The third of four chapters of Once Twice Melody is due in mid-January, but meanwhile we're featuring another track from chapter two. This number rolls along in a dreamy, Beach House-y groove, while the lyrics suggest turmoil. Victoria Legrand told Apple Music: "'New Romance' existed, just the music, for quite a long time. It really had this intensity to it. It was like a pop song, but it was more psychotic, a little bit scary." For the lyrics, "I really wanted to write something that felt so visual and large. So, the song actually is pretty wild, like new romance, which is, in theory, it's such an exciting feeling. It's also terrifying, because you don't know what's going to happen."

Lake 22: Control

As '21 comes to a close we want to pull out another track from '22's midyear release. This Seattle-area quintet draws on many musical influences on its self-titled debut album. This track has a throwback sound, and we don't mean to the 90s. Maybe the 40s? The band describes it as "a hybrid of rock, pop and Broadway" that deals with "the challenges of staying in control of things in your life from health concerns to relationship issues." The already high energy level jumps even higher when the horns kick in midway through.

Saturday, December 18, 2021

Best Coast + Joe Bonamassa + Small Town Sindrome + Animal Collective + Lala Lala = New Music Variety

Best Coast: Leading

The duo of Beverly Cosentino and Bobb Bruno released Always Tomorrow in early 2020, but their planned tour was scrubbed due to the pandemic. As they prepare to try again (fingers crossed), they're issuing a deluxe edition of the album with several new tracks, including this single. "As Always Tomorrow turns two years old, and we finally set out to tour the album the way it was meant to be toured in the first place, the album evolves into something brand new," Cosentino says. Paste Magazine says this track "has trembling guitar, brash drums and lively vocals that reimagine the band’s power-pop sound as more 'power' and less 'pop' than before." It also features backing vocals by teenage rockers The Linda Lindas.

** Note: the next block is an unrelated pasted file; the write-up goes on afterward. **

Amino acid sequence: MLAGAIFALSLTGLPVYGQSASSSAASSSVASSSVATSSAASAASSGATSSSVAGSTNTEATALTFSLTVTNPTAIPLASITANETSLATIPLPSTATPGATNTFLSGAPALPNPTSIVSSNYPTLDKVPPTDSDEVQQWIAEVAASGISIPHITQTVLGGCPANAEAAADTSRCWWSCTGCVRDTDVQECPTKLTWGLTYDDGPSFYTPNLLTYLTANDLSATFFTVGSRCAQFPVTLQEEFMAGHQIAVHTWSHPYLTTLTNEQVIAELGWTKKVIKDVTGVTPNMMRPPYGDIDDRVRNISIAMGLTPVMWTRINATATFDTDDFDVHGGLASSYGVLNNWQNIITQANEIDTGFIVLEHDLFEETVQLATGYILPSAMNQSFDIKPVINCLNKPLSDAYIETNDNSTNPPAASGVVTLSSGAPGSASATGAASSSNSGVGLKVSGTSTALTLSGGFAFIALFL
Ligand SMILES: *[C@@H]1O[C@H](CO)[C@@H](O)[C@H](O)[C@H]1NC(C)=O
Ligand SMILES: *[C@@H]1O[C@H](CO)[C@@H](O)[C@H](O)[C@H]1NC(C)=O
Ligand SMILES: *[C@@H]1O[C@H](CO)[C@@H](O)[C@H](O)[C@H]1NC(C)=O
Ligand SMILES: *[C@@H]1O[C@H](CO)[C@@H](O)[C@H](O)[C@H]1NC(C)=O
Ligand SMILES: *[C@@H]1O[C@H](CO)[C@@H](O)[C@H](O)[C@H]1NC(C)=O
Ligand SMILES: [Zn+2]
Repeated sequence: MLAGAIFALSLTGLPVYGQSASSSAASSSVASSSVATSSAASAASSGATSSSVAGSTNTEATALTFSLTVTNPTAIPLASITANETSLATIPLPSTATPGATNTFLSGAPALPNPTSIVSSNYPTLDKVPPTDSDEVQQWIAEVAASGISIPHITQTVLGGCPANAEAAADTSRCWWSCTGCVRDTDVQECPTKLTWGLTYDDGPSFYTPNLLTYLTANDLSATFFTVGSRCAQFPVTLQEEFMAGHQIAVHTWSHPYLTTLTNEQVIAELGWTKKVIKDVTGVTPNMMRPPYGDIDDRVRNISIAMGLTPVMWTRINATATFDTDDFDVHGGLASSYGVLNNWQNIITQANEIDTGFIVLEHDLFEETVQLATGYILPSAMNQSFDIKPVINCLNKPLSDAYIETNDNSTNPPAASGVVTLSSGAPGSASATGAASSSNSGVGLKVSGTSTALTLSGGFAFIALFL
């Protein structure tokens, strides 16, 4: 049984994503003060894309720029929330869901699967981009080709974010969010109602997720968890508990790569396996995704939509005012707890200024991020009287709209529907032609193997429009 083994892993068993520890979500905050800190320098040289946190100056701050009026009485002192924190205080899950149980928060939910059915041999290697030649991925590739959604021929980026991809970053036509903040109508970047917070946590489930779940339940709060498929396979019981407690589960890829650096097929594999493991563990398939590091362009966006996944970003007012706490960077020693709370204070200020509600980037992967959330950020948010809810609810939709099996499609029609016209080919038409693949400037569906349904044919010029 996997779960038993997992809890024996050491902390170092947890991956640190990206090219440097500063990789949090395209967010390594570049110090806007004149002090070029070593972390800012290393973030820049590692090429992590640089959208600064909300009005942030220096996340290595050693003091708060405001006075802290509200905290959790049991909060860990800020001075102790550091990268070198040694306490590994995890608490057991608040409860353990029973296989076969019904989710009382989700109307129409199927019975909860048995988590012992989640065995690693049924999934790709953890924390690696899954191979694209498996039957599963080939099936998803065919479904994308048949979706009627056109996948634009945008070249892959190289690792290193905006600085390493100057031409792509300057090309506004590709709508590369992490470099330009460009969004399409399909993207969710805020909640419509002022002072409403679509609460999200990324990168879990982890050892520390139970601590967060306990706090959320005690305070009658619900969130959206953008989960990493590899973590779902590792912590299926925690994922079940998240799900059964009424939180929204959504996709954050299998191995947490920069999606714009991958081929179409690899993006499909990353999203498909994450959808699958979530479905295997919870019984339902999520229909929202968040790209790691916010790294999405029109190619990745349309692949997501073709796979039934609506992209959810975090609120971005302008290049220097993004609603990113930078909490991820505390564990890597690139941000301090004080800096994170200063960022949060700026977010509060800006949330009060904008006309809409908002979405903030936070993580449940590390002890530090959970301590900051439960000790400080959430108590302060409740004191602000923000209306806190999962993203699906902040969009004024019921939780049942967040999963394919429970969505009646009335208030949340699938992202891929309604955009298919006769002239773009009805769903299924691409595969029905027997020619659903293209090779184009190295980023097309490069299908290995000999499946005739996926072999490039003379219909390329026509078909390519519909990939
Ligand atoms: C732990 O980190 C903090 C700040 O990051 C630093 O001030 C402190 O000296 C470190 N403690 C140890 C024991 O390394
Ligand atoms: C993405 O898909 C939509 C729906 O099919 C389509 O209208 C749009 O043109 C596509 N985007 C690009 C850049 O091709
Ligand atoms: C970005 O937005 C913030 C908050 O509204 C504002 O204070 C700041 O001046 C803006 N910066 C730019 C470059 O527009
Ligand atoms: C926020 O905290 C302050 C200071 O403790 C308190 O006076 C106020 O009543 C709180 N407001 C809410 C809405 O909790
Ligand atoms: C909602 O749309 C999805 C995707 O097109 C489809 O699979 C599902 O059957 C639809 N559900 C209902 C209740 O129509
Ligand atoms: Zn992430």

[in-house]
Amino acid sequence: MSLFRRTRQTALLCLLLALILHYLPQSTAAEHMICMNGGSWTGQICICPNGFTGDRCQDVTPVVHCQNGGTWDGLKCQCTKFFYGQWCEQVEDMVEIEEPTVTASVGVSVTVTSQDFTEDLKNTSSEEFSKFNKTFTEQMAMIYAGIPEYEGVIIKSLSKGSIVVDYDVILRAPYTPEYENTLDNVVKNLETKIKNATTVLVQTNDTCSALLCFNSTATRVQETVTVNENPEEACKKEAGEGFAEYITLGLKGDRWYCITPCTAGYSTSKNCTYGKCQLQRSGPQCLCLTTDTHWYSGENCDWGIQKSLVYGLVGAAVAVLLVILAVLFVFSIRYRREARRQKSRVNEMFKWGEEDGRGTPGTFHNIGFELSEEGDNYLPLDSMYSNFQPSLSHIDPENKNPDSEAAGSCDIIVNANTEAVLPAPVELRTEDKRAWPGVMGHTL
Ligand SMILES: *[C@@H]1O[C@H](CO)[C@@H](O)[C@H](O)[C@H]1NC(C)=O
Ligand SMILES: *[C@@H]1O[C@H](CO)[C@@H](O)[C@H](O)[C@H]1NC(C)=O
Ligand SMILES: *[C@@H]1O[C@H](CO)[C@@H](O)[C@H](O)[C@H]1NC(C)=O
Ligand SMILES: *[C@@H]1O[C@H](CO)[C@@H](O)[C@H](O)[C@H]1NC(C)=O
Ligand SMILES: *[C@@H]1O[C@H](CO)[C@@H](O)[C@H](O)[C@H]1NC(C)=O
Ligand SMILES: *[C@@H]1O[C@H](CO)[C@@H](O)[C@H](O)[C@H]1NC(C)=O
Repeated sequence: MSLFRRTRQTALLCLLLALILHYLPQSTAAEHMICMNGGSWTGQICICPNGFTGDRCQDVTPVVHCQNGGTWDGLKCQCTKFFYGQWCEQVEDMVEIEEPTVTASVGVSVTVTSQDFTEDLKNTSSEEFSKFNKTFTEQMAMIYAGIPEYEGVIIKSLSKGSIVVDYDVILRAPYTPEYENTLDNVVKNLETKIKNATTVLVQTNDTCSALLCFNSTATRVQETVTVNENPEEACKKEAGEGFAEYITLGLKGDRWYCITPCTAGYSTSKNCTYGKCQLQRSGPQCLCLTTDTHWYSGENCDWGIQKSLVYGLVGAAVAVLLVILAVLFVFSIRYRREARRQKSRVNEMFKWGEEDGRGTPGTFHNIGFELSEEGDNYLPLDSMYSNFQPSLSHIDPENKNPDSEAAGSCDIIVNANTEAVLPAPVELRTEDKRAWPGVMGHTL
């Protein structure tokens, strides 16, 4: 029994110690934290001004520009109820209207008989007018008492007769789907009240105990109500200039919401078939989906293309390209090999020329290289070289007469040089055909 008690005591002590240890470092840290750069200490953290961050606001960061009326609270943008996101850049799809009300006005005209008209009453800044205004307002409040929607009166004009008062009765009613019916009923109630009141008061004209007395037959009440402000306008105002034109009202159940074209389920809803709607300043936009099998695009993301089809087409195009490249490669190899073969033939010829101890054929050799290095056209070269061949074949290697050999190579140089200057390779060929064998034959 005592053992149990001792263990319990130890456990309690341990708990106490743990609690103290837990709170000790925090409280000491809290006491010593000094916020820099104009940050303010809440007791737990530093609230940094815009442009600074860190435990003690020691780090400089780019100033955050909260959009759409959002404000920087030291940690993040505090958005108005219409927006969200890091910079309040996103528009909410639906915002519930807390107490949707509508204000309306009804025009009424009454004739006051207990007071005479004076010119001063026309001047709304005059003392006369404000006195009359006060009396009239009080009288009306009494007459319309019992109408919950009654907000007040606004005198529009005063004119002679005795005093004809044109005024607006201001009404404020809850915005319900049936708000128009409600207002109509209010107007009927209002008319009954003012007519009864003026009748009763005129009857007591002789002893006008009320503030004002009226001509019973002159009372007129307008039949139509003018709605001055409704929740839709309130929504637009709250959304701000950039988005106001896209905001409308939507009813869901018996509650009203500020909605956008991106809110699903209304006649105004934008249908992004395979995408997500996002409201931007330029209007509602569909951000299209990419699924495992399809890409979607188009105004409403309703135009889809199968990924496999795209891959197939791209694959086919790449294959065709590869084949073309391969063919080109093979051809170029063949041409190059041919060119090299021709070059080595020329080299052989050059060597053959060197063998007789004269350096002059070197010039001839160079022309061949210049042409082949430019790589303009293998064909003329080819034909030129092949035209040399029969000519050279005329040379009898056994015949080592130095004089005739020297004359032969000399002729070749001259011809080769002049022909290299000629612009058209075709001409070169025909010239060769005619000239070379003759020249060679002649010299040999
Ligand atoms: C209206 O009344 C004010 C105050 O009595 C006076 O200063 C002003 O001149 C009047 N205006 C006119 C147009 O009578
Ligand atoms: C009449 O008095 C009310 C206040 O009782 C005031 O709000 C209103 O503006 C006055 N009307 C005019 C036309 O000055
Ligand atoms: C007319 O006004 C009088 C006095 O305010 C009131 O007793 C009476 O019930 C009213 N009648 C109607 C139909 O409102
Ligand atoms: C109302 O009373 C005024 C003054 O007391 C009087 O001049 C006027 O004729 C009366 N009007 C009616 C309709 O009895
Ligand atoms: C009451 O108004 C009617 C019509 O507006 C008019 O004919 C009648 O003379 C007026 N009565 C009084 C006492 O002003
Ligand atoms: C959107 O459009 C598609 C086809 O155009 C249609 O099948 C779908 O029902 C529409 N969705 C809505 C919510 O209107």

Joe Bonamassa: Notches

We're catching up with the blues-rock guitarist's latest album, Time Clocks, which came out a couple of months ago. Blues Rock Review writes that "Bonamassa really digs deep lyrically on this album and it feels more personal. Of course, there is great guitar, but Joe’s songwriting has never been better." This track is a co-write with Charlie Starr of Blackberry Smoke. We're featuring a 4-minute "radio edit" in our New Music rotation, but promise we'll also play the full 7-minute track.